So far, a comprehensive systematic review and meta-analysis has not been done of the prevalence of primary antibiotic resistance in Helicobacter pylori in the Asia-Pacific region. We aimed to assess the trends and regional differences in primary antibiotic resistance to H pylori in the Asia-Pacific region and to examine the relation between resistance and first-line eradication.
We did a systematic review and meta-analysis of primary antibiotic resistance to H pylori and the efficacy of first-line regimens in the Asia-Pacific region. We searched PubMed, Embase, and the Cochrane Library for articles published between Jan 1, 1990, and Sept 30, 2016; we also searched abstracts from international conferences. Both observational studies and randomised controlled trials were eligible for inclusion in the analysis of primary antibiotic resistance, but only randomised controlled trials were eligible for inclusion in the analysis of efficacy of first-line therapies. Meta-analysis was by the random-effects model to account for the substantial variations in resistance across the region. We did subgroup analyses by country and study period (ie, before 2000, 2001–05, 2006–10, and 2011–15) to establish country-specific prevalences of primary antibiotic resistance and first-line eradication rates. This study is registered with PROSPERO, number CRD42017057905.
176 articles from 24 countries were included in our analysis of antibiotic resistance. The overall mean prevalences of primary H pylori resistance were 17% (95% CI 15–18) for clarithromycin, 44% (95% CI 39–48) for metronidazole, 18% (95% CI 15–22) for levofloxacin, 3% (95% CI 2–5) for amoxicillin, and 4% (95% CI 2–5) for tetracycline. Prevalence of resistance to clarithromycin and levofloxacin rose significantly over time during the period investigated, whereas resistance to other antibiotics remained stable. 170 articles from 16 countries were included in analysis of efficacy of first-line therapies. We noted unsatisfactory efficacy (ie, <80%) with clarithromycin-containing regimens in countries where the clarithromycin resistance rates were higher than 20%.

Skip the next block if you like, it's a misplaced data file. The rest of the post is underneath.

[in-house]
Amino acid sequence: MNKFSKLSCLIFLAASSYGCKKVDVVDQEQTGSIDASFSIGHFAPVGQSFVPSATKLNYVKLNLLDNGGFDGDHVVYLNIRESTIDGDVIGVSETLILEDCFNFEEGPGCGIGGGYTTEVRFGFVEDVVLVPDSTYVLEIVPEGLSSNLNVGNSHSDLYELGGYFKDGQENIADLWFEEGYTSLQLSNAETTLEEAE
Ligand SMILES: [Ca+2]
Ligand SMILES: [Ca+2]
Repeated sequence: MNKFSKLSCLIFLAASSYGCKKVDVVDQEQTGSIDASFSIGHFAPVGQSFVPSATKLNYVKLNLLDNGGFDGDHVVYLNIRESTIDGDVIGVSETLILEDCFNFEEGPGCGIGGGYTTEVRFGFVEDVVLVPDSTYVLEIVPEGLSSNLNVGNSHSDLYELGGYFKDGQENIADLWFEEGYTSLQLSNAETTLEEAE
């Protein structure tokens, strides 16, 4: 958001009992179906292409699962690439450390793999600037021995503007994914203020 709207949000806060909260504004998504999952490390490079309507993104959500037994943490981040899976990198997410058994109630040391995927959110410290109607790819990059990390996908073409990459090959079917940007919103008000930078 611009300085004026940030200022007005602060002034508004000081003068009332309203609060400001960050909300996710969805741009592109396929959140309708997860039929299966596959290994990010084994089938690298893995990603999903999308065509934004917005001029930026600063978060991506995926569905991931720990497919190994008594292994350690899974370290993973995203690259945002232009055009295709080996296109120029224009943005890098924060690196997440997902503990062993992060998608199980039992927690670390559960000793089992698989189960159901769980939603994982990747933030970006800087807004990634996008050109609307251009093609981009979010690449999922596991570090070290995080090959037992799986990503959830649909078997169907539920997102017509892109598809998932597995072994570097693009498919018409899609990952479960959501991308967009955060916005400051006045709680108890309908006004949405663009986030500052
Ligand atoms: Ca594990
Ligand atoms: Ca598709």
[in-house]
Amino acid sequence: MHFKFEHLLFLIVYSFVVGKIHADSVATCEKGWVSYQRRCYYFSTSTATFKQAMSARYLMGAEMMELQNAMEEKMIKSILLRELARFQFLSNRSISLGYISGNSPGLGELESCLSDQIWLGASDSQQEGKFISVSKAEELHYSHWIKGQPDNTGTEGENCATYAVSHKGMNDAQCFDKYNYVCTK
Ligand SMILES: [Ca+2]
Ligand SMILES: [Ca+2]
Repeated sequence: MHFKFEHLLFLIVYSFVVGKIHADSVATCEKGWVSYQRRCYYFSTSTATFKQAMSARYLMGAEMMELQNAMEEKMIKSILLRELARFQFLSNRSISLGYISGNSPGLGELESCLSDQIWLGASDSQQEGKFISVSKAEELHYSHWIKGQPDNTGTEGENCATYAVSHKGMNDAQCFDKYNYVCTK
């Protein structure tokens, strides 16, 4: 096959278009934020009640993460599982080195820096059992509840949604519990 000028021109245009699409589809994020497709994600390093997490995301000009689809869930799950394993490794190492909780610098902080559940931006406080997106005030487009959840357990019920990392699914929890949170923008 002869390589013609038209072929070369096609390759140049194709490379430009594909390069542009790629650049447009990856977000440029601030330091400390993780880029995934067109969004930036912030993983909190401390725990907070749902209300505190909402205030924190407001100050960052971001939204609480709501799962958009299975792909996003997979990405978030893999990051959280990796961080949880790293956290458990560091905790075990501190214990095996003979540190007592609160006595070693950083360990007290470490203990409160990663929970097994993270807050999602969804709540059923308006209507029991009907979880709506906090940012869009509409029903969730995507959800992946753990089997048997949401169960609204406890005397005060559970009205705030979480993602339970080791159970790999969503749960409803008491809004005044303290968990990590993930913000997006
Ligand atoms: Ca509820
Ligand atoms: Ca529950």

The prevalence of primary antibiotic resistance varied greatly among countries in the Asia-Pacific region, and thus treatment strategy should be adapted relative to country-specific resistance patterns. Clarithromycin-containing regimens should be avoided in countries where the prevalence of clarithromycin resistance is higher than 20%.
Ministry of Health and Welfare of Taiwan, Ministry of Science and Technology of Taiwan, and Amity University.